In the late 1970s a young preacher named Rick Warren started going door to door asking people why they didn’t attend church. He then took that data and used it as a basis to start his church. And the rest, as they say, is history.
I’m sure you could learn a lot of value from an exercise like that. “The greeter didn’t look at me when he shook my hand.” “The pastor always seemed angry.” “There was inadequate security in the Sunday school drop off.” Information that could hopefully lead to quick change.
The significance of other comments would be a bit more ambiguous. “The sermons were too long.” “I don’t like the offering getting taken up every Sunday.” “I like more hymns.” Perhaps these concerns could be addressed. But then again, maybe things are just the way they should be.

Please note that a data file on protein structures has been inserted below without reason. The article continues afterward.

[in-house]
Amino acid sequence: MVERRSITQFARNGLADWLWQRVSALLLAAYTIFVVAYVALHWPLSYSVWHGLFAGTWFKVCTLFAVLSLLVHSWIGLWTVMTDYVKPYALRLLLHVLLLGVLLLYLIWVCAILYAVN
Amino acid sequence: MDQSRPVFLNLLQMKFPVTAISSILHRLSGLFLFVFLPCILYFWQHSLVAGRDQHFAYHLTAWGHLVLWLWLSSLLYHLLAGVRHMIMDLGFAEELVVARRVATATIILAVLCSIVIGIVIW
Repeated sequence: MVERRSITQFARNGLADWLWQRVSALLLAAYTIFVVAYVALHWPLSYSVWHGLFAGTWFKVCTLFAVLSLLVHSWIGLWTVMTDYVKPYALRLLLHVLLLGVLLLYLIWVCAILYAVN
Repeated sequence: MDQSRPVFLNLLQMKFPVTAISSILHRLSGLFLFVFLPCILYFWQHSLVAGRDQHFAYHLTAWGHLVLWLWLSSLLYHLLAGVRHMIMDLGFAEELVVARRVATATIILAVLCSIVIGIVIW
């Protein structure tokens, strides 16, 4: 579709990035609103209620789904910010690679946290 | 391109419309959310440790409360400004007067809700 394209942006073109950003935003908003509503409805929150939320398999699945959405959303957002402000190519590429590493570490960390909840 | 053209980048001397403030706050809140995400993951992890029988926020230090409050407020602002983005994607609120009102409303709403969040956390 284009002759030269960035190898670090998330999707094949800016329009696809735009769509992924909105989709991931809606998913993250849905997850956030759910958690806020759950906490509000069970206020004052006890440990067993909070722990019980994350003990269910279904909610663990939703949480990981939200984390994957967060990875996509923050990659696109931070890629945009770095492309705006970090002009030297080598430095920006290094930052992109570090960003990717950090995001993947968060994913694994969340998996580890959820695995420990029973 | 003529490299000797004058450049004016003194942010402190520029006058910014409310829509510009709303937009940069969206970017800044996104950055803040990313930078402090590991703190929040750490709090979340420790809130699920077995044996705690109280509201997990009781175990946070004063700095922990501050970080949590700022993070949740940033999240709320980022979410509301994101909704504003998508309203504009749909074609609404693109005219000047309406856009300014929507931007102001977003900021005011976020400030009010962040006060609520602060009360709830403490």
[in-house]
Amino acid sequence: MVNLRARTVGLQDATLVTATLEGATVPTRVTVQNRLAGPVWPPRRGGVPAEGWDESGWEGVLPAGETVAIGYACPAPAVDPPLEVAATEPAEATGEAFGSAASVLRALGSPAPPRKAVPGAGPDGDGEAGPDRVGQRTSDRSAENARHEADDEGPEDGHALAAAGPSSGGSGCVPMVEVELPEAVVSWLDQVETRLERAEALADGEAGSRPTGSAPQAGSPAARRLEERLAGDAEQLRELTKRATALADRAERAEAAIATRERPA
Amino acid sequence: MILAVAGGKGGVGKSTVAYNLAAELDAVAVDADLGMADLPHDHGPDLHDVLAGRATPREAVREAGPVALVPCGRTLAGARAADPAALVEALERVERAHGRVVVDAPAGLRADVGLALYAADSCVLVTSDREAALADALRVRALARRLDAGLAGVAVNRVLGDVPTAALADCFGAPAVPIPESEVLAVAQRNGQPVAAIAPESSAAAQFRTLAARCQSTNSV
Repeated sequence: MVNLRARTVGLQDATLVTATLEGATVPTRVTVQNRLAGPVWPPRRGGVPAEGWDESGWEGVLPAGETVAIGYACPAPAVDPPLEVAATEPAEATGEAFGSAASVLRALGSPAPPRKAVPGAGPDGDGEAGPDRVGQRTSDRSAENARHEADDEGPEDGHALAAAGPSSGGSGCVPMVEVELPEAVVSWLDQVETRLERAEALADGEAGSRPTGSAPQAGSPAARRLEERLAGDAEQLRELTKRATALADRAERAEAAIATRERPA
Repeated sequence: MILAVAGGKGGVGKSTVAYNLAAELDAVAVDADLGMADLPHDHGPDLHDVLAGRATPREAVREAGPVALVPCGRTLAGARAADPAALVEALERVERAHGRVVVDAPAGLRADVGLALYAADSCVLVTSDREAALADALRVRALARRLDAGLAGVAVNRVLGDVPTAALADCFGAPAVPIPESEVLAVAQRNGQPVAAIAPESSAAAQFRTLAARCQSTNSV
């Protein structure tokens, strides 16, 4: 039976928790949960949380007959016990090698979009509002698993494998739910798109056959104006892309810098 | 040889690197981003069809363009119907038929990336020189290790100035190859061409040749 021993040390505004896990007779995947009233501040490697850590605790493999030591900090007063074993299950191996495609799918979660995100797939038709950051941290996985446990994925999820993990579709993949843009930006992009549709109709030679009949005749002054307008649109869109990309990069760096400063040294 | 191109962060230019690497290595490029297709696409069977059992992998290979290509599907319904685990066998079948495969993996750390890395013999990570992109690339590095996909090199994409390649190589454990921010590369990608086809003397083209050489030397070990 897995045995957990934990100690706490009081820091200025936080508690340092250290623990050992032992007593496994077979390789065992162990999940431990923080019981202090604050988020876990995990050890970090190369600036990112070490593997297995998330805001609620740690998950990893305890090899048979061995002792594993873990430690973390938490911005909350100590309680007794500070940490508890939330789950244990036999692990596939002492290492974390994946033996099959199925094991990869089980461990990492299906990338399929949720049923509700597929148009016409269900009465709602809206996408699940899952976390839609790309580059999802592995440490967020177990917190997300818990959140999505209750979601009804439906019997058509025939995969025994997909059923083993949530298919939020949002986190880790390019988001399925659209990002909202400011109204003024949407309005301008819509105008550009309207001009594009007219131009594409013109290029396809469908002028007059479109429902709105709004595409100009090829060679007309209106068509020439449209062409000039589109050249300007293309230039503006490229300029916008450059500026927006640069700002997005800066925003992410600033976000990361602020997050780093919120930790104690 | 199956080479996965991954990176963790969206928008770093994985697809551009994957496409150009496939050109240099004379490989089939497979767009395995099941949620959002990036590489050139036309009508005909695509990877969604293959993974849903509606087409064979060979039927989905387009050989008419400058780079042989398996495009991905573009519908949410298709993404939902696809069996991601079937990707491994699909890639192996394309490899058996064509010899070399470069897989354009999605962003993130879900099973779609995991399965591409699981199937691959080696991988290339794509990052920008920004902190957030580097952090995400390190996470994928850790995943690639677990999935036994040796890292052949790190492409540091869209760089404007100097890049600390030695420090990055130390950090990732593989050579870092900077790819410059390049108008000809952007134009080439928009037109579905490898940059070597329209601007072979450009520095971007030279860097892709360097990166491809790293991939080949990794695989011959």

And then there are comments like these: “I want a more ‘upbeat’ service.” “I want a ‘traditional’ service.” “I want a service tailored to me and my tastes.” How far are we supposed to go in meeting the market demands of the potential church community?
And that’s the tension. How do you market a unique community which exists to call people into a radical life of cruciform discipleship?
With some difficulty.
Consider this homepage for a large church. (I removed the first word in the name because the identity of the church isn’t relevant.) The first thing to note is that while it used to be called “Name Denomination Assembly” it has now been streamlined to “Name Assembly”. I don’t know why the church dropped the reference to the denomination. But I do know that across the board denominational distinctives are receding into the background. And there is often one major reason for this: it is better for marketing. The LDS Church figured this is good for business back in the late 1970s when they started branding themselves as another Christian denomination (with another holy book, and alas, another gospel). Now Baptist, Presbyterian and Pentecostal churches are quickly following suit.